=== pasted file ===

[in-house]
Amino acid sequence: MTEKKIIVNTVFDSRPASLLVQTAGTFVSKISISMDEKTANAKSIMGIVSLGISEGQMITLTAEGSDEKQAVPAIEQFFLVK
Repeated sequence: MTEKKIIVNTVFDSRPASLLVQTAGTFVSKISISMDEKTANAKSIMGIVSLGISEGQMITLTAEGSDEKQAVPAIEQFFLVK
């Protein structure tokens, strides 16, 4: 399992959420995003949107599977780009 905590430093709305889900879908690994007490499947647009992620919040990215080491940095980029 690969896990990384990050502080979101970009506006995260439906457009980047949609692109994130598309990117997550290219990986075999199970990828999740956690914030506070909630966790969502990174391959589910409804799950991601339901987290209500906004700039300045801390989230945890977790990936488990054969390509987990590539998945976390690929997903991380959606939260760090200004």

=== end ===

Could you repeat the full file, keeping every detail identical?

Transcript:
[in-house]
Amino acid sequence: MTEKKIIVNTVFDSRPASLLVQTAGTFVSKISISMDEKTANAKSIMGIVSLGISEGQMITLTAEGSDEKQAVPAIEQFFLVK
Repeated sequence: MTEKKIIVNTVFDSRPASLLVQTAGTFVSKISISMDEKTANAKSIMGIVSLGISEGQMITLTAEGSDEKQAVPAIEQFFLVK
């Protein structure tokens, strides 16, 4: 399992959420995003949107599977780009 905590430093709305889900879908690994007490499947647009992620919040990215080491940095980029 690969896990990384990050502080979101970009506006995260439906457009980047949609692109994130598309990117997550290219990986075999199970990828999740956690914030506070909630966790969502990174391959589910409804799950991601339901987290209500906004700039300045801390989230945890977790990936488990054969390509987990590539998945976390690929997903991380959606939260760090200004």